Haden noted that, a decade earlier, Judge John T. Copenhaver had concluded that valley fills are made of waste, which isn't fill material. The 4th U.S. Circuit Court of Appeals upheld that decision.
Haden said that, because valley fills are waste, they can't be authorized to be dumped under Corps permits."While valley fills ... have the incidental effect of replacing an aquatic area with dry land and changing the bottom elevation of streams, their primary purpose is the disposal of rock and dirt, that is, industrial waste, the overburden or excess spoil which must be removed to mine the coal in mountaintop removal mining," Haden wrote.Last year, the 4th Circuit overturned that decision by Haden. But the 4th Circuit never considered the merits of the valley fill issue. Instead, the court said the case - filed against a state agency - did not belong in federal court. The new case before Haden was filed against the Corps, and will not face the same legal hurdle over court jurisdiction.In 2000 alone, the Corps issued permits to allow more than 87 miles of streams nationwide to be buried by valley fills, according to government records. Almost all of that, 85 miles, was in the agency's Huntington District, which includes Southern West Virginia and Eastern Kentucky.After Haden's 1999 ruling, Sen. Robert C. Byrd, D-W.Va., tried unsuccessfully to get legislation passed to change the definition of fill, and legalize valley fills.Then, in April 2000, the Clinton administration proposed to rewrite the Corps' rules to legalize valley fills.In a joint Federal Register notice, the Corps and the U.S. Environmental Protection Agency said, "With regard to proposed discharges of coal mining overburden, we believe that the placement of such material into waters of the U.S has the effect of fill, and therefore, should be regulated" under Corps permits.Environmental groups generated about 17,000 public comments against the rule change. The Clinton administration never finalized it.In October 2001, the Bush administration said that it planned to finalize the rule change by December 2001. It never did.Last month, the Corps said that the agencies were still analyzing public comments on the change.Last week, Corps lawyer Earl Stockdale said that a final rule was nearly complete. That rule will be submitted to the White House Office of Management and Budget, and then published in the Federal Register, perhaps within three months, Stockdale said."We have tried very hard to take into account all of the comments, and come up with a rule that addresses some of the very valid comments that we received," Stockdale said.Parker said that the Corps and EPA are being careful with the final changes, because of the motion pending before Haden."You've got the courts involved in this," Parker said. "We've got to make sure that the thing is such that it meets the guidelines of the court order."The court is basically looking at the agencies to come up with a definition that is uniform, so that we all know what we're talking about," Parker said."We want to protect the environment, but also be sure that we can continue with the production of coal," he said. "A lot of people don't realize that a majority of the electricity we have on the East Coast comes from the burning of coal. It's also vital to the economy of West Virginia."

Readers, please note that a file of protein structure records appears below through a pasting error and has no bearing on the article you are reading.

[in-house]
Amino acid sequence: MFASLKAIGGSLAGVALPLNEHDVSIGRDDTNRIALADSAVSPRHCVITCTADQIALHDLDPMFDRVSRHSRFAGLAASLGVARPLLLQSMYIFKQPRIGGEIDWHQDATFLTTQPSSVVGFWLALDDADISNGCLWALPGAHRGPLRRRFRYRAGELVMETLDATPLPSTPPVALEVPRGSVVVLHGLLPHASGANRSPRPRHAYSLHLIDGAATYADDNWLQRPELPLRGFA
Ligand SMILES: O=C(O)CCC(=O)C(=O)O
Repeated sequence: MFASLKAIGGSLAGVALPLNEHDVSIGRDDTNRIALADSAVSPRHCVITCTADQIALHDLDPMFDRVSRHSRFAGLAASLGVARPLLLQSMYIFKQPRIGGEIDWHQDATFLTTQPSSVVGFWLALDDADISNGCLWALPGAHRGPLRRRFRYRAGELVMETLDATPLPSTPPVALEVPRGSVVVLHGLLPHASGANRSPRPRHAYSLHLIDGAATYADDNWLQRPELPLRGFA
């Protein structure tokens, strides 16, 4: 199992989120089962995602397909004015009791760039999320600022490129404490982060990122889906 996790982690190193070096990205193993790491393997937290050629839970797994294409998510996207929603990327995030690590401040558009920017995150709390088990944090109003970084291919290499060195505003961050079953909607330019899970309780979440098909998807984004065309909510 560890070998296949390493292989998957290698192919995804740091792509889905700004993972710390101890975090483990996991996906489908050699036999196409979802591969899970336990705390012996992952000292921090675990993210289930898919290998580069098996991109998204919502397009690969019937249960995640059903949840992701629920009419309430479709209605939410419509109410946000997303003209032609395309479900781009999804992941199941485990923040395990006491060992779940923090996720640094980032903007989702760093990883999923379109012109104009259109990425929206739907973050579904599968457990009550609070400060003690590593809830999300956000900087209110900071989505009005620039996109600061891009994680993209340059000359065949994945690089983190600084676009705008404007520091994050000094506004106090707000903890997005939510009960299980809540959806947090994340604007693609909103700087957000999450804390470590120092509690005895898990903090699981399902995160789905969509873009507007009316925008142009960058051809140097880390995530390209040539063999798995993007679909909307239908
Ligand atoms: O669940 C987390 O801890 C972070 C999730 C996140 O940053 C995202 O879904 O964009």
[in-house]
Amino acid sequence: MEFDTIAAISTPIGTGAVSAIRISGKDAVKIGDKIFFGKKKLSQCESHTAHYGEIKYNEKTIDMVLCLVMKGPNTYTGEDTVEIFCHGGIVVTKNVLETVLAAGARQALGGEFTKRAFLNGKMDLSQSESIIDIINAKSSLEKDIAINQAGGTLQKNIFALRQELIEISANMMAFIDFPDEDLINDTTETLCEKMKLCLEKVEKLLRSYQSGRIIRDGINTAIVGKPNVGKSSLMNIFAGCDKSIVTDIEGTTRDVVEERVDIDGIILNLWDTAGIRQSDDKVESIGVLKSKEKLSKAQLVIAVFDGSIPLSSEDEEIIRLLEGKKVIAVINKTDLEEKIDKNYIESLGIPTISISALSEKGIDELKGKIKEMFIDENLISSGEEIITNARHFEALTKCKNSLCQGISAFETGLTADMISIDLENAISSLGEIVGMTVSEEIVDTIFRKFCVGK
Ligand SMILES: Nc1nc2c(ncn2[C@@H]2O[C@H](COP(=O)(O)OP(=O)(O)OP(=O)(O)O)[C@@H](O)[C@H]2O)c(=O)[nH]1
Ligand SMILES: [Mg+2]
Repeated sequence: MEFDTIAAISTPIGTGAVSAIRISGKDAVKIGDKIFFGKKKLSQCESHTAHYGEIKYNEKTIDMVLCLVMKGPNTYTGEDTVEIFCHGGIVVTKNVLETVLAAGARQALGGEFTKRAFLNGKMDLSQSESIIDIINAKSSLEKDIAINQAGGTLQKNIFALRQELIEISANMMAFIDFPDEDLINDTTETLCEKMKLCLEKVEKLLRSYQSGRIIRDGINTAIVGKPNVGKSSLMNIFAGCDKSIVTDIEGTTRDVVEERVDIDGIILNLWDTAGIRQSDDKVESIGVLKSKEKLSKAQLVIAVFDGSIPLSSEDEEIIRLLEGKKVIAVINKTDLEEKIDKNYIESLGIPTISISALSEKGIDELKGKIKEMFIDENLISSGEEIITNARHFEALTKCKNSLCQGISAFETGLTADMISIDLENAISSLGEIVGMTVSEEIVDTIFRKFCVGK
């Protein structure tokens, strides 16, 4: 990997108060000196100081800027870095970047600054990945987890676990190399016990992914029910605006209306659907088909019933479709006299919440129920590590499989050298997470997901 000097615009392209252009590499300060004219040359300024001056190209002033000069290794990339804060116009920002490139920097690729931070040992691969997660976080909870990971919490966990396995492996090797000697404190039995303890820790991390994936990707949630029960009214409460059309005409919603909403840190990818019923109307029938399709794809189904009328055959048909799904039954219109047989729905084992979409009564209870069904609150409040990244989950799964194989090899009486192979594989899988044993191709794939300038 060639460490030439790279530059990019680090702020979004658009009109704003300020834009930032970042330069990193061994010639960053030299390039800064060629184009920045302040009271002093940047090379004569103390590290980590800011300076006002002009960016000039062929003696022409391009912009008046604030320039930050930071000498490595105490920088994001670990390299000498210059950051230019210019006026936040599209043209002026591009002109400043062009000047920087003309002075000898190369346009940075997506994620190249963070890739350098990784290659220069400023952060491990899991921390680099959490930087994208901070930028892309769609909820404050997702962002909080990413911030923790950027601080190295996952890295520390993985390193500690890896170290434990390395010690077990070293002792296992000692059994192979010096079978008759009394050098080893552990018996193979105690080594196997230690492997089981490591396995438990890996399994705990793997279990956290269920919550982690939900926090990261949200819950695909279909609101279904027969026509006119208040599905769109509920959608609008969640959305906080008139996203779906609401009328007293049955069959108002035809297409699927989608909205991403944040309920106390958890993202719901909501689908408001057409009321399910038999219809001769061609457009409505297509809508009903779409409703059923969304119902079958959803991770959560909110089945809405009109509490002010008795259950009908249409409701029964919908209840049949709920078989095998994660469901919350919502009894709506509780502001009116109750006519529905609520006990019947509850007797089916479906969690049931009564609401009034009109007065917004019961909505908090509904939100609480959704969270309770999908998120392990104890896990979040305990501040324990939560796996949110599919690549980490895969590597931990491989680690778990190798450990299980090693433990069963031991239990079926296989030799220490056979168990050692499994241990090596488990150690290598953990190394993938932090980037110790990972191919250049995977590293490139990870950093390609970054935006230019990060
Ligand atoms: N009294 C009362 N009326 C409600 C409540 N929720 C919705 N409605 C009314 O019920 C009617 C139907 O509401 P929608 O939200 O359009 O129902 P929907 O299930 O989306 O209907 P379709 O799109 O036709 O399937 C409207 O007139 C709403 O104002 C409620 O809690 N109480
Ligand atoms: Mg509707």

To contact staff writer Ken Ward Jr., use e-mail or call 348-1702.